Boardwalk – Boardwalk

As dreamlike as this album sounds, in sentiment it closely resembles reality. Boardwalk’s vision of pop is bleary, strolling along with a careful patience that avoids getting too cerebral. There are no satisfying revelations to be found. Tightly wrapped solutions are difficult to reach, particularly when the problems are personal. In such situations, reconciling with the unfixable is often the only choice. And that’s about as true to life as music can get.

Newfound friends Mike Edge and Amber Quintero paired up last summer after sensing a shared creative spark, but the specifics of their initial encounter aren’t part of their press bio. We only know that they were introduced by mutual friends. If the LA duo announced they’d met at a Beach House concert, though, it’d be easy to believe. Whether or not they’d like to think so, Boardwalk’s debut LP is very much derivative of those dream-pop forerunners. Comparisons to Teen Dream, most notably, are inevitable.

The coupling of drowsy, layered analog and whispered vocals is clearly a borrowed motif, but at least it’s in skilled hands. Edge treats the production with care and Quintero’s croon is a mellow, saccharine vapor. The tones are warm and soothing. The sound isn’t so original, yet Boardwalk manages to offer a significant distinction. Lyrically, the duo keeps things incredibly simple. Titular lines are repeated frequently – like on “I’m Not Myself,” “What’s Love” and “Crying.” The themes aren’t delved into far beyond that, and the lack of artsy imagery and ambiguous metaphors is refreshing.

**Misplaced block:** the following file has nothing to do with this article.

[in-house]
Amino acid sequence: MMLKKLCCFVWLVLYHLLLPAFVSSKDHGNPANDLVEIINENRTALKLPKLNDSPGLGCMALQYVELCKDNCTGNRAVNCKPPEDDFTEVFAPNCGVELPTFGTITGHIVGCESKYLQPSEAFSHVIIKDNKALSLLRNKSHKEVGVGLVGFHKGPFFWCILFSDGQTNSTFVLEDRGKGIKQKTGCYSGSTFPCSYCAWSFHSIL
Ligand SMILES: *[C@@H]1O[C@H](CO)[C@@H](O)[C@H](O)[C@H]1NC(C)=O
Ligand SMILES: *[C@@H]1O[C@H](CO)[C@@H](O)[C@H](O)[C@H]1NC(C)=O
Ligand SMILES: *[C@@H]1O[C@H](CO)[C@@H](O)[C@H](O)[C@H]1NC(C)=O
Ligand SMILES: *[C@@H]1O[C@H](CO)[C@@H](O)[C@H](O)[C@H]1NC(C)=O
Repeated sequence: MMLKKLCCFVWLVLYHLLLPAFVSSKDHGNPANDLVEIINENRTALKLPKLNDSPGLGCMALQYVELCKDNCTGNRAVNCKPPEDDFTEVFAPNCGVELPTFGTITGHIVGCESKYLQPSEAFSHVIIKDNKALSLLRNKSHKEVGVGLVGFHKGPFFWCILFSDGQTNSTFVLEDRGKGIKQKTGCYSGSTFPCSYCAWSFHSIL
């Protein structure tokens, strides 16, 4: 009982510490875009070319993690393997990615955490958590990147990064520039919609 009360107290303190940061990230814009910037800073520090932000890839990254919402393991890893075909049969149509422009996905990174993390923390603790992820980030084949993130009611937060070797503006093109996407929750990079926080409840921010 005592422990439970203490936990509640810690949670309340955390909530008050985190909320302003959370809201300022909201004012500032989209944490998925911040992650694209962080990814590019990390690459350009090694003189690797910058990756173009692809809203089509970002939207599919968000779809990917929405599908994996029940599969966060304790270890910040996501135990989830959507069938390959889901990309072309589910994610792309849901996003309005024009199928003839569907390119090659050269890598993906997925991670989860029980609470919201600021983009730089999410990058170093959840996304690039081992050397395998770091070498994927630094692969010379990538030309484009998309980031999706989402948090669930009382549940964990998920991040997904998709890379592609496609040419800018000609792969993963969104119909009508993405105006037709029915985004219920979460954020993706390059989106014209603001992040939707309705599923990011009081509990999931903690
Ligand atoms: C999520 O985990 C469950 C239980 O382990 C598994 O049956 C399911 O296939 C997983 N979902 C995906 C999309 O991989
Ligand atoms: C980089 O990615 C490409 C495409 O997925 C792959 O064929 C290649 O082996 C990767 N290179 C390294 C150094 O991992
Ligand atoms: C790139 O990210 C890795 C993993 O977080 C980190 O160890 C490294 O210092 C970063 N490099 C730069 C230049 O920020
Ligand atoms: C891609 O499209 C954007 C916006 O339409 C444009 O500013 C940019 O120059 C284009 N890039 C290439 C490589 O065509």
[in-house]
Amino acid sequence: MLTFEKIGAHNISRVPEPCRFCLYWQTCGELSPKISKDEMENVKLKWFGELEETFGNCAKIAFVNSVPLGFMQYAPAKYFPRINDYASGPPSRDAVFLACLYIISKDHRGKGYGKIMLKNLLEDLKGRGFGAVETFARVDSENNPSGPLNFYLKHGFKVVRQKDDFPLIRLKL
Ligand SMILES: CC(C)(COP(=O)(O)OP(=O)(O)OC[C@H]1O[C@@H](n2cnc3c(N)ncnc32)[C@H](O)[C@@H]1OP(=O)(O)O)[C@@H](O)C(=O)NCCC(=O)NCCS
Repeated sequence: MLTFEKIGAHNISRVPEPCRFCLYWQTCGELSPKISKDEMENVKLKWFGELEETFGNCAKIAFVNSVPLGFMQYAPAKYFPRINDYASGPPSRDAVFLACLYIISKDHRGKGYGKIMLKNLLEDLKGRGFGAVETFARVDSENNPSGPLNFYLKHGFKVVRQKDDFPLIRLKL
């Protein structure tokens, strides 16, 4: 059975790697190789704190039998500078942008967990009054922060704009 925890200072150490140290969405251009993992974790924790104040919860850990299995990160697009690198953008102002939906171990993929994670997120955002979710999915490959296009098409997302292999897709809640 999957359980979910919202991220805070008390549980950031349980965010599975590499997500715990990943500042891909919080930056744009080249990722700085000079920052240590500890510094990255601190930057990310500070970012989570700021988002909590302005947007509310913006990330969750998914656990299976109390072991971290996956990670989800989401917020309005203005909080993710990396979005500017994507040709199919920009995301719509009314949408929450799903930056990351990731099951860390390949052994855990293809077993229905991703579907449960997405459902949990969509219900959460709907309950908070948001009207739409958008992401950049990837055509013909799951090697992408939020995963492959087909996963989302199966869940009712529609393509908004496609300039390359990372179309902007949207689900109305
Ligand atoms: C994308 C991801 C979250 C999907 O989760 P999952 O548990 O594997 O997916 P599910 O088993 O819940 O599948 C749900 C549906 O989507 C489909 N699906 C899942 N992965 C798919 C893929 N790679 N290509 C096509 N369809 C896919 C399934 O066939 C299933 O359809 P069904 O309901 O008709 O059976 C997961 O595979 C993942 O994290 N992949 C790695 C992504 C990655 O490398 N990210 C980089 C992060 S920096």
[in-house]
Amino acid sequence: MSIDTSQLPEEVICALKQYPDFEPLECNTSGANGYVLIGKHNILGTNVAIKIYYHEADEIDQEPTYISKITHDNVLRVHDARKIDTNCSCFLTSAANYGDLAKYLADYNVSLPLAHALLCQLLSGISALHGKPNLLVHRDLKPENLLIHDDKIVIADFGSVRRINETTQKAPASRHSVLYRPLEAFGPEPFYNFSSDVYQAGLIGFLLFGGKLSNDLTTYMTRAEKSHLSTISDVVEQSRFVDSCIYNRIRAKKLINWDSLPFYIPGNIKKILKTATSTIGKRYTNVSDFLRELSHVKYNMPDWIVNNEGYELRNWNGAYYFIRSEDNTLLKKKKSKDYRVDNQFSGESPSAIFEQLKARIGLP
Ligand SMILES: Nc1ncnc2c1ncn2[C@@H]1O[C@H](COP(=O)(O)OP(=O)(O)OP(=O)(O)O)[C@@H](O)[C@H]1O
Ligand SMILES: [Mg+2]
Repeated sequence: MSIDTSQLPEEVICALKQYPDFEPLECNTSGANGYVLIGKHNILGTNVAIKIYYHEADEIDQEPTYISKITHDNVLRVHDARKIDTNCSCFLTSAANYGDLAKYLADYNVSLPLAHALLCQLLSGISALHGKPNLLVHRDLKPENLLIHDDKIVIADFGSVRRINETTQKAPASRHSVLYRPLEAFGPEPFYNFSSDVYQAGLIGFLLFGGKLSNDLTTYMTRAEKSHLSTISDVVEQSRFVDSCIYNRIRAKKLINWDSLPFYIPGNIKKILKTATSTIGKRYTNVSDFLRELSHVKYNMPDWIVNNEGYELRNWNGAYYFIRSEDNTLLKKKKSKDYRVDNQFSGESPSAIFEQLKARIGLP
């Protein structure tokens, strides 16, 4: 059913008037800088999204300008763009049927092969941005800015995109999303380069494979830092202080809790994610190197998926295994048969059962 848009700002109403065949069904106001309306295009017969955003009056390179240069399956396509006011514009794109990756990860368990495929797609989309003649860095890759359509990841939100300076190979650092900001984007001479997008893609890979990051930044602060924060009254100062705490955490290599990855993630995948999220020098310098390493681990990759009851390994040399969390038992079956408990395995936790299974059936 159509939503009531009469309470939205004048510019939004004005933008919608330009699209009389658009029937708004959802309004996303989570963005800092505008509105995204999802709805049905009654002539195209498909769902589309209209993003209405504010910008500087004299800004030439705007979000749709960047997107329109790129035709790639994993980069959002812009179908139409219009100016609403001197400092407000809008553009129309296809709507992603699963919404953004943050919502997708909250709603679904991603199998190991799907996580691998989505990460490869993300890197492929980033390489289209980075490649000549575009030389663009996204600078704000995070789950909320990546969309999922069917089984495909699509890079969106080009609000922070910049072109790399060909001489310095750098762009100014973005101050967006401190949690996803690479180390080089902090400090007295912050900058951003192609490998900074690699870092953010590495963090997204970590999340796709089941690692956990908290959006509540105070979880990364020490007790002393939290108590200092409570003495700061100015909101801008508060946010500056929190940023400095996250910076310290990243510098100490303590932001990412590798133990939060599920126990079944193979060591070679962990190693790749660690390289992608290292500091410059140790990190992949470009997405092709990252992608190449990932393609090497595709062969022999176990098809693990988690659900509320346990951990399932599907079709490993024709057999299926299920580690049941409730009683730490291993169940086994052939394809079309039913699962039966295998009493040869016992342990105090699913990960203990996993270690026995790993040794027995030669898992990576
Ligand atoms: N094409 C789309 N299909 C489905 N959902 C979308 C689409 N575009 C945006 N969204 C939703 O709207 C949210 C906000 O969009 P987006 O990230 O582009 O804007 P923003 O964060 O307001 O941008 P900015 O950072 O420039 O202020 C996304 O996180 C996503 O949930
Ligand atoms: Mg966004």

The prototype from which Boardwalk culls its sound is often convoluted by cryptic prose. Beach House, for one, has a penchant for figurative language. While dissecting pretty wordplay sometimes proves meaningful, reiterating basic truths –like “some things you can’t change” – can penetrate a person’s thoughts with equal potency. Boardwalk presents moods, most of them gloomy and melancholy, just as they are. They don’t attempt to understand them, as if to remind us how futile it is to even try. There’s plenty catharsis in accepting that.

[Stones Throw]